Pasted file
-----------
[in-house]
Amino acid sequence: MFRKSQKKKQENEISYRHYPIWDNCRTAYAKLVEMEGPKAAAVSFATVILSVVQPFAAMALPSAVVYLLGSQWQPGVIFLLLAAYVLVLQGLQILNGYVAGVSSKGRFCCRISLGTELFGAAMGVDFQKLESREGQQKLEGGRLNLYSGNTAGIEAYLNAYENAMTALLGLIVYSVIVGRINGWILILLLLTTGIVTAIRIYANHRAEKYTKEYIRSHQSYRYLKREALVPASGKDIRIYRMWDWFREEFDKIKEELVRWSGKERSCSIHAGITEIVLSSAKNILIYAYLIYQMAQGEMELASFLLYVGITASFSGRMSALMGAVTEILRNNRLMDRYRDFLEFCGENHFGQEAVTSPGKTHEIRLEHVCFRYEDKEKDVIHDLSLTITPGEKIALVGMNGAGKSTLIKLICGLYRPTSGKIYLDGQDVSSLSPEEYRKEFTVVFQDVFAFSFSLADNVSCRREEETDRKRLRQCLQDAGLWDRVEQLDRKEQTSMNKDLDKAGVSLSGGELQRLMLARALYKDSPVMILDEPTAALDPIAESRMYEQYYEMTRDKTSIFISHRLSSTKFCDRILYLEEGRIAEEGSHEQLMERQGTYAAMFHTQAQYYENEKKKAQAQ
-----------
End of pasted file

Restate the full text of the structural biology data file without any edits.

[in-house]
Amino acid sequence: MFRKSQKKKQENEISYRHYPIWDNCRTAYAKLVEMEGPKAAAVSFATVILSVVQPFAAMALPSAVVYLLGSQWQPGVIFLLLAAYVLVLQGLQILNGYVAGVSSKGRFCCRISLGTELFGAAMGVDFQKLESREGQQKLEGGRLNLYSGNTAGIEAYLNAYENAMTALLGLIVYSVIVGRINGWILILLLLTTGIVTAIRIYANHRAEKYTKEYIRSHQSYRYLKREALVPASGKDIRIYRMWDWFREEFDKIKEELVRWSGKERSCSIHAGITEIVLSSAKNILIYAYLIYQMAQGEMELASFLLYVGITASFSGRMSALMGAVTEILRNNRLMDRYRDFLEFCGENHFGQEAVTSPGKTHEIRLEHVCFRYEDKEKDVIHDLSLTITPGEKIALVGMNGAGKSTLIKLICGLYRPTSGKIYLDGQDVSSLSPEEYRKEFTVVFQDVFAFSFSLADNVSCRREEETDRKRLRQCLQDAGLWDRVEQLDRKEQTSMNKDLDKAGVSLSGGELQRLMLARALYKDSPVMILDEPTAALDPIAESRMYEQYYEMTRDKTSIFISHRLSSTKFCDRILYLEEGRIAEEGSHEQLMERQGTYAAMFHTQAQYYENEKKKAQAQ